There’s a couple of interesting things to note from the positions above. The first is that his hips have hardly moved at all in terms of lateral movement. Also, his head is very, very still. It hasn’t moved. But his right leg has straightened in the backswing, which is interesting. But let’s see what happens with his hips and head from now on.
At the half-way point in Jordan’s swing (above) his hips have not moved laterally at all. His head is in the same place it was at setup although a bit lower. His swing plane is very good, just inside the ball.
At the top of the backswing Jordan’s hips have now moved laterally to the right. It’s a bit weird that he does that from the half-way point in his backswing to the top of the swing. It’s no biggie but just a bit different… the timing aspect of it.
At the top of his backswing notice his head is pretty much where it was at address but a bit lower.
His right leg has straightened in the backswing, which is fine. A lot of great players do that. His top of the backswing position is fine, even with a bent left arm. Who says your left arm must be straight at the top of the backswing?
Now here’s something interesting Jordan does as he’s starting down. At the start of the downswing Jordan squats down, which is fine… but look how far in front his head is from where it was at setup. In all my research of great golfers swings, that’s quite unusual to see something like that with a driver. You see that more with irons when a golfer is trying to hit a punch/low shot, but not with a driver.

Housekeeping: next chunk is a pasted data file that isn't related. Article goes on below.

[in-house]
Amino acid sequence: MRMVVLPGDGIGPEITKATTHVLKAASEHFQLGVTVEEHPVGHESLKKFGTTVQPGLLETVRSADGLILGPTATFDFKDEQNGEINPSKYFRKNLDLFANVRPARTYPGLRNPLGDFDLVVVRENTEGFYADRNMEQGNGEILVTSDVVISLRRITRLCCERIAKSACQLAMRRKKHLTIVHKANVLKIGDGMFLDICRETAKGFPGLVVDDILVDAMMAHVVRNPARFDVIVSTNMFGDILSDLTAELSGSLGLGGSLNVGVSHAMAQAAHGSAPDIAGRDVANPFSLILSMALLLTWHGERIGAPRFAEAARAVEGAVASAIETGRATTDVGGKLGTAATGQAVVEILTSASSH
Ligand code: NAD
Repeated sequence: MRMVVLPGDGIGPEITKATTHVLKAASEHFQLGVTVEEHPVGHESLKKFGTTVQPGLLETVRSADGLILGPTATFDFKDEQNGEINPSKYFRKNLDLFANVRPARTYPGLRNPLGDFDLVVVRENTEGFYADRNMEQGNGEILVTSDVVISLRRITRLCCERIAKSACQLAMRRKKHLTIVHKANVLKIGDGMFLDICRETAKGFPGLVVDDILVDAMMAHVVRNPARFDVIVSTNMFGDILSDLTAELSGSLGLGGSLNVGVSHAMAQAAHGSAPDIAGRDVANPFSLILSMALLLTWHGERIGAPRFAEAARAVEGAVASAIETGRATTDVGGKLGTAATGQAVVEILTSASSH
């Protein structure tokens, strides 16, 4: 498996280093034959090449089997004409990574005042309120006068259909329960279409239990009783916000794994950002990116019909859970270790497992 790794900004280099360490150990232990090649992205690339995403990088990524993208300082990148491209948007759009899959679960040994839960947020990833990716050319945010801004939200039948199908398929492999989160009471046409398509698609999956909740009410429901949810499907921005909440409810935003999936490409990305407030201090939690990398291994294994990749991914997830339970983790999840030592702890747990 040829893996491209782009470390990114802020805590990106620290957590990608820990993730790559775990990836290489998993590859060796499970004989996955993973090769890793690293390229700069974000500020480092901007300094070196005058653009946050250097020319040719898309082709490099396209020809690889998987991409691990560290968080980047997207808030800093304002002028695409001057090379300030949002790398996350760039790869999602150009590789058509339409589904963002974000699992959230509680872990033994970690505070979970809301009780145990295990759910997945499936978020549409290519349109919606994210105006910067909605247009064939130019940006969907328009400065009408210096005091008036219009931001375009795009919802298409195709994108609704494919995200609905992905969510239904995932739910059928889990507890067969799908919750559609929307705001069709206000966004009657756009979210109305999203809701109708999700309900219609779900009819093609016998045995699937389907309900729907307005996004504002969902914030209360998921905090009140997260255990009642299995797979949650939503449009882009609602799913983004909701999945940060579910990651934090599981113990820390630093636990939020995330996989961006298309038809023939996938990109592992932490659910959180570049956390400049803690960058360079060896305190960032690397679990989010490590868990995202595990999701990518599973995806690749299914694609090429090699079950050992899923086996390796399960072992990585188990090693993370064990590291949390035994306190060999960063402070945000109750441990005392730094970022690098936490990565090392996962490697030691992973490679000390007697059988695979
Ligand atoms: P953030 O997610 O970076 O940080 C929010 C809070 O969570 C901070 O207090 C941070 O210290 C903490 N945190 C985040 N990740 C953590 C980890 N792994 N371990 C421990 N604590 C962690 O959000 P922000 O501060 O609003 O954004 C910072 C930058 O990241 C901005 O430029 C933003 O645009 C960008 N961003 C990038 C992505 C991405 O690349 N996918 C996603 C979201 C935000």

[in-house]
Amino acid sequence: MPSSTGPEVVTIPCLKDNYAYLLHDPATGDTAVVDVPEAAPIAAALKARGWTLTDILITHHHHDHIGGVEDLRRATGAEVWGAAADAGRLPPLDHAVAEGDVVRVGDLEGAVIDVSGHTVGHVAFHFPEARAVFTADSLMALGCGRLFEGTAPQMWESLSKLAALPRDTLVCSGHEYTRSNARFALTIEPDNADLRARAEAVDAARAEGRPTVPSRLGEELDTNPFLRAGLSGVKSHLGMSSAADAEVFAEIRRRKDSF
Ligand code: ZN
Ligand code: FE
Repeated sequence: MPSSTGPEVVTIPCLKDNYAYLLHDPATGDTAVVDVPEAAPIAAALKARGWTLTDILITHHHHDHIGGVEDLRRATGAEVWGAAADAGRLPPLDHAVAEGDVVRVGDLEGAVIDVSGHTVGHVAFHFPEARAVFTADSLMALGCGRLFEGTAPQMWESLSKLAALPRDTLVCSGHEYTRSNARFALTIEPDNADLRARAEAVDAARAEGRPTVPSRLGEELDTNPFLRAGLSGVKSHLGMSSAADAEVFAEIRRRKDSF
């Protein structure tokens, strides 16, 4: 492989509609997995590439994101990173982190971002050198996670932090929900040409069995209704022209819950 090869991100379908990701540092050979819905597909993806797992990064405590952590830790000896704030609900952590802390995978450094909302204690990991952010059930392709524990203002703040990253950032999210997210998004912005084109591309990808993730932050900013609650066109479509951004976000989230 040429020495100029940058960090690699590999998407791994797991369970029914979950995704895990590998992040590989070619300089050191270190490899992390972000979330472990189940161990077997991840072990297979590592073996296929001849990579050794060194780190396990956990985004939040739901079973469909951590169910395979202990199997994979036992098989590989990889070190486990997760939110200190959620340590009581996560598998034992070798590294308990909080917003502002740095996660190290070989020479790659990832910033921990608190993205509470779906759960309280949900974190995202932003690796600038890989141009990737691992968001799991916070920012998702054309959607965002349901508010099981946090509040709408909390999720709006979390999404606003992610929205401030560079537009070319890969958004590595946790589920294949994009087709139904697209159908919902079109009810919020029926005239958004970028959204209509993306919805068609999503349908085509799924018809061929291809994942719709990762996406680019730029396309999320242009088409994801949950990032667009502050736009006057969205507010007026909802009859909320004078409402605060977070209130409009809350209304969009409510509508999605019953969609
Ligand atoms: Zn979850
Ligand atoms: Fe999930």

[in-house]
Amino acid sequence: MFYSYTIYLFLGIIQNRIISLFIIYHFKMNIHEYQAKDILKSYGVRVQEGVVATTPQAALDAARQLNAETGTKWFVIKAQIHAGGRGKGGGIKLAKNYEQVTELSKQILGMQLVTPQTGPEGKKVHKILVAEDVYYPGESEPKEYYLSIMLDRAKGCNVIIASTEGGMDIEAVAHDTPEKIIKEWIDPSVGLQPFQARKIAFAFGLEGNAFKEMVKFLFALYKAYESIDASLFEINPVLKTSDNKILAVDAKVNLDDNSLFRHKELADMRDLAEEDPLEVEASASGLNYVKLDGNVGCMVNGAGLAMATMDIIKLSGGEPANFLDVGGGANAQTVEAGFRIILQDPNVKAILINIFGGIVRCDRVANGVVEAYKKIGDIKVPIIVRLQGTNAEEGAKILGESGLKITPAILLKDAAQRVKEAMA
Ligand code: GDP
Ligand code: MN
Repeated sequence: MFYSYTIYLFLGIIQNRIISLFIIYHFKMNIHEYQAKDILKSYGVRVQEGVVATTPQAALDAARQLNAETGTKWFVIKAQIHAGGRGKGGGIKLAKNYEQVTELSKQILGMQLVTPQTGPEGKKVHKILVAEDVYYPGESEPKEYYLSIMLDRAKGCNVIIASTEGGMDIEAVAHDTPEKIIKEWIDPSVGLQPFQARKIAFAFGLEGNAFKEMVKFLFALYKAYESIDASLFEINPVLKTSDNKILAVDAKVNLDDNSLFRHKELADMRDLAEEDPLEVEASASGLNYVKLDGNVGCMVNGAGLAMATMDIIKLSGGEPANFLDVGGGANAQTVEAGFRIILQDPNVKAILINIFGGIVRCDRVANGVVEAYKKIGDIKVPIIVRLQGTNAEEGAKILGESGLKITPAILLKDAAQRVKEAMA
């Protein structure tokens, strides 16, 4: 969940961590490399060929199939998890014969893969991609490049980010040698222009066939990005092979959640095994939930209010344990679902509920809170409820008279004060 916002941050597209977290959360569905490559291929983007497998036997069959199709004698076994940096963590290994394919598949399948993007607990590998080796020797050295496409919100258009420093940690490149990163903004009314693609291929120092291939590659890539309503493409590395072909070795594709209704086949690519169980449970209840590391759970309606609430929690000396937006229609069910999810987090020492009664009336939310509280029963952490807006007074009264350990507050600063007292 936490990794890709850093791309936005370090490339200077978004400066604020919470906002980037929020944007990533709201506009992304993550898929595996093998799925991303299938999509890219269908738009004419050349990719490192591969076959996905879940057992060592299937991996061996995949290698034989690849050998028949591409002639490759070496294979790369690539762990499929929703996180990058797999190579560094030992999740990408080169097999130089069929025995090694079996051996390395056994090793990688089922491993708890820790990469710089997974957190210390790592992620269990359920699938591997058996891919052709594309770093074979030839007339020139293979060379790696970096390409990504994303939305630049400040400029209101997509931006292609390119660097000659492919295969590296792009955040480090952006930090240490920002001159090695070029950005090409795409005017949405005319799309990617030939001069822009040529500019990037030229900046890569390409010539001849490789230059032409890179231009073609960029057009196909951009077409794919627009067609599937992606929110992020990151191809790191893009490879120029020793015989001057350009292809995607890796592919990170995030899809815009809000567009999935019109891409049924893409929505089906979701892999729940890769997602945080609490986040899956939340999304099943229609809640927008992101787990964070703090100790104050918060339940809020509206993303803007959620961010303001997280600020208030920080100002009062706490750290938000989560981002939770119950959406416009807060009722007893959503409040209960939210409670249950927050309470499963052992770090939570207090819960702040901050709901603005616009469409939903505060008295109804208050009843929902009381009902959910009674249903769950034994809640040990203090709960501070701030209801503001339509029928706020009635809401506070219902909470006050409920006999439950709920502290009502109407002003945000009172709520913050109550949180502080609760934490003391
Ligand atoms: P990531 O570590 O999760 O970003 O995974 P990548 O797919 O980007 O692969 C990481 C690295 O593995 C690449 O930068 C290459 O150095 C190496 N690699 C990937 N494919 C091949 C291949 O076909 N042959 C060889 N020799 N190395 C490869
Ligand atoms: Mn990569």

It will be interesting to see if before impact he pulls his head back.
At the half-way point in the downswing (above) Jordan’s head is still well in front of where it was at setup. But the big saving grace is his swing plane. His downswing plane is right where it should be, as I teach in my Easy Swing Plane system.
If you look at his right foot from the face on view that looks a bit odd. It looks like it’s moving forward – straight ahead, instead of moving to the inside. That’s probably a result of him being so in front of where he was at setup with his head.
I thought at some point his head would have to come back to somewhere close to where it was at address. And in the face on view above you can see that’s happening. But look at that right foot… What the heck is he doing there? It looks like an Elvis dance move!
At impact his head is back where it was at setup although lower. He has quite a lot of forward shaft lean on the club at impact. But look at each of his feet. His right foot is going straight up. It’s not angled in like most great golfers at this point in the swing. His left foot is rolled over a lot at this point. It must put a lot of stress on your ankle to do that. Anyway, let’s see if he continues to roll over on that left foot a lot in the follow-through.